Day 15 - Cruising to Coromandel


Day 1 - Arrival
Day 2 - Raglan to Urenui
Day 3 - The Long Road to Levin
Day 4 - A Day with Granny
Day 5 - A Wellington Wander
Day 6 - The Tour to Taupo
Day 7 - Rolling to Rotarua
Day 8 - The Redolence of Rotorua
Day 9 - The Beach at Bowentown
Day 10 - Outtrip to Ohope
Day 11 - Meander over McLaren Falls
Day 12 - Mission to Mt. Manganui
Day 13 - Shopping the Strand
Day 14 - Wistful in Whangamata
Day 15 - Cruising to Coromandel
Day 16 - On the Road to Orere Point
Day 17 - Departure

Saturday, March 30

Today was the big driving day - all the way up the east coast of the Coromandel Peninsula, to the northern tip (well, not the VERY northern tip, they don't allow RVs up there) and the namesake of the peninsula, the town of Coromandel.

The girls "break camp", packing up their bed and putting things away so we can leave. After two weeks, they're pretty quick at it. Dad hangs out at the gas station, waiting for the propane tank to be refilled.
Caitlin takes a picture of herself in the mirror. Caitlin just plain takes a picture of herself.
Down the spine of the Coromandel is a good-sized set of hills, heavily covered in trees. Further on, we get close to the eastern coast and get a peek at the ocean.
Richard and Caitlin walk back from a view point high up on a ridge. One of the rarest of creatures, even in New Zealand, the elusive Mr. Whippy ice cream truck!

Our first major stop of the day came around lunch time at the town of Whitianga. Amazingly, Whitianga is considered the spot where the Maori, under their leader Kupe, first arrived from Raiatea (near Tahiti) in 950AD. The area was named Te Whitianga-a-Kupe, meaning "Kupe's crossing". This is one of the few places to ever bare the name of the Maori leader that first came to New Zealand.

Now here's the amazing part - in November 1769, Captain Cook arrived in New Zealand in virtually the same spot! To be certain where he was, tracked the passage of Mercury across the Sun and was able to compute the exact longitude, effectively "putting New Zealand" on the map.

Cook named the area Mercury Bay. He also named the river the town was situation on Oyster River (because there was lots of oysters), although it was originally named (as is usually called) the Purangi River. The township was originally situation on the eastern shores of the river, but in 1862 the amount of lumber being harvested and cut was so great, they needed more space and built the mill on the western marshy side.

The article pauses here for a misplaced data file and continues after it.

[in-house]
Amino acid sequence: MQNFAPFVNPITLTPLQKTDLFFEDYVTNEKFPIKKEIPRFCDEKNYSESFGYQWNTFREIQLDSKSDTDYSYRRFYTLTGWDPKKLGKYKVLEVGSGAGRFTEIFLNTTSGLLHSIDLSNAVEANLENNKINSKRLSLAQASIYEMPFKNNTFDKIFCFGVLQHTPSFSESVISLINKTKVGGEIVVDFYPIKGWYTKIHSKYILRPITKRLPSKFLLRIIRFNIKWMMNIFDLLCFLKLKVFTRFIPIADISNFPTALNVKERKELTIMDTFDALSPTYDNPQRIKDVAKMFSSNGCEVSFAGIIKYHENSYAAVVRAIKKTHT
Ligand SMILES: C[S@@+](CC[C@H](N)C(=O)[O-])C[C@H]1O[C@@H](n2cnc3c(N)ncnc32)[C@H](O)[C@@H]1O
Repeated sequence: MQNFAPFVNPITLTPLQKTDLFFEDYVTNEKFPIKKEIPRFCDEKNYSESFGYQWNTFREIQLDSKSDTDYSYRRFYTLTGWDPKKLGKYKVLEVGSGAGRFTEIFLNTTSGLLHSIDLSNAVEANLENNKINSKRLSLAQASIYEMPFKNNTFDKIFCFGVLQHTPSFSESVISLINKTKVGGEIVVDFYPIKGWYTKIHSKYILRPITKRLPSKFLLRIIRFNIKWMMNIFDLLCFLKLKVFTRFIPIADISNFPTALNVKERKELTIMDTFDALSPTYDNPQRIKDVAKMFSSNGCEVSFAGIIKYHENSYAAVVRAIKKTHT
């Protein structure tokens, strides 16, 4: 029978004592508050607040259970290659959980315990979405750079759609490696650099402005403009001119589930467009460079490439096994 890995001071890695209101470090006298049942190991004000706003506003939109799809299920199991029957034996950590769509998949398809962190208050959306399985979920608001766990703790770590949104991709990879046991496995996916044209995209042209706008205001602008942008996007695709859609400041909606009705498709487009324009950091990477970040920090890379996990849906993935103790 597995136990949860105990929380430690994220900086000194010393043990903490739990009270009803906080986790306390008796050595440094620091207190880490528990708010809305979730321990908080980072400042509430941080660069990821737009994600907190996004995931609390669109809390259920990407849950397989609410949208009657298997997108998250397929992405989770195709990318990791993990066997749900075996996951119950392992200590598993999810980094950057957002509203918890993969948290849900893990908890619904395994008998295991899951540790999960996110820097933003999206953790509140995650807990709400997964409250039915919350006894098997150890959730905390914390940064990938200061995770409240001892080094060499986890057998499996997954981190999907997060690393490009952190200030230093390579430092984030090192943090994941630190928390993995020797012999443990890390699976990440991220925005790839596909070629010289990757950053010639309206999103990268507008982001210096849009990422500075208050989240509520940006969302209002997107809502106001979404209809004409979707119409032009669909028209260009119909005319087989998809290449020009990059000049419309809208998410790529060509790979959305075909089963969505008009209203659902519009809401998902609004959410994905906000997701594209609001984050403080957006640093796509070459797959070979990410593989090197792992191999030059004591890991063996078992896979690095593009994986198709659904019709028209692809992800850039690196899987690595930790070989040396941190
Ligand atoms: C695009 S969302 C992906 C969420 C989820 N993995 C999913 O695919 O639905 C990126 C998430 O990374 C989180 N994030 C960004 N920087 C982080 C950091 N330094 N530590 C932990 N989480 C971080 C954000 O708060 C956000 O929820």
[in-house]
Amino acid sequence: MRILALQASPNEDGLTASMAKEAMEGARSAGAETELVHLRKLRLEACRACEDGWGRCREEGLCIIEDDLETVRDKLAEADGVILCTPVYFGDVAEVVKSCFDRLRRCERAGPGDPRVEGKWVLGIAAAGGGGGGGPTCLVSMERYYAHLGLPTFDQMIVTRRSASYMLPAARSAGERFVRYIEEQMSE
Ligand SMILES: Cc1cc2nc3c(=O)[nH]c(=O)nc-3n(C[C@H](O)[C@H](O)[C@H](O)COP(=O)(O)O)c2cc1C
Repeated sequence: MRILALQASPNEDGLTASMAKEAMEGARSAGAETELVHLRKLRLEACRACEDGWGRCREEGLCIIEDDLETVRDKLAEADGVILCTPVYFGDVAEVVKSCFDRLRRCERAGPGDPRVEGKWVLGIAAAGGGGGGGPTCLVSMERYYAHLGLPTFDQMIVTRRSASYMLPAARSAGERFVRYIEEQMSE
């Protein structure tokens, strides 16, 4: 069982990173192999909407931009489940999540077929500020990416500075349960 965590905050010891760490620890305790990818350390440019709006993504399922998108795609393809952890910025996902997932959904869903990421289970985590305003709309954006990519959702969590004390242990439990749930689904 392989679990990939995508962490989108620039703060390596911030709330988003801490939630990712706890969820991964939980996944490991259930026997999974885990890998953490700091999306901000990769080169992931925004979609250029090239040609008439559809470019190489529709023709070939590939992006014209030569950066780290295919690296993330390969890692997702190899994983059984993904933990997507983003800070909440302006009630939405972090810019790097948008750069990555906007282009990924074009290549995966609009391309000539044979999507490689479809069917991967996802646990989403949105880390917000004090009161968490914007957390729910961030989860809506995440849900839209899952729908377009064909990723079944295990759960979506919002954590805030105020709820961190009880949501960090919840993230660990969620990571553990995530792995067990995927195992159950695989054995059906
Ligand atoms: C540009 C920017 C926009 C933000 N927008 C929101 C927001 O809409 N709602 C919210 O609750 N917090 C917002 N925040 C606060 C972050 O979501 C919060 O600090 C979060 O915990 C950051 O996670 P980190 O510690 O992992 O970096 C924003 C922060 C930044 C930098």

It took two years for most everyone to move to the eastern side and the town on the western side was essentially demolished. The name "Whitianga" was officially adopted in 1938.

When we arrived, it was fair time, and serious shopping ensued.

Once of the pioneer homes of Whitianga, built before electricity, air conditioning, etc... notice the veranda running all the way around the house, shading the windows to help keep things cool. The girls ponder their purchasing opportunities. This part of the fair was set up in a park and they sold produce, small wooden objects, perfumes, clothing, bird baths...
Back on the road, the weather is looking decidedly ominous. Then it was raining.
And the road turned very tightly. You try moosing an RV around 25km corners in the rain! A peek down onto the town of Coromandel. We're still a couple of kilometers (and 500 meters of altitude) away.
At the crossroads of Coromandel - the main drag goes left and right of here. To the right and a short way up the road is the town hall... the visitors center is nearby as well.

We explored around the town and bought a few odds and ends we needed, then checked out the visitor's center to find an RV park to spend the night. Turns out there was a big one not ten minutes away and right on the water... and, with the weather turning poorly, there were lots of spaces to be had (although there were still a number of long-weekenders out trying to make the best of it).

Caitlin in the trees at the RV park. Alex against the tree in the RV park.
The tide is out! And the bay is big!
Caitlin takes off her muddy shoes before going in the RV. At the edge of the tide line are sea birds.
Walking back, we spy these seagull looking birds doing something very silly - they're splashing their feet in the water. Here's two of 'em doing it! Presumably this stirs up the mud and lets them find food, but it looks ridiculous.
Mallard like ducks invade while we have dinner... "Hey dude! Got any food?"

The sun set quickly, we had a quiet meal. A lot of driving today, and the RV procedures are well practiced, to the point of tedium. Tomorrow would the last full day in New Zealand.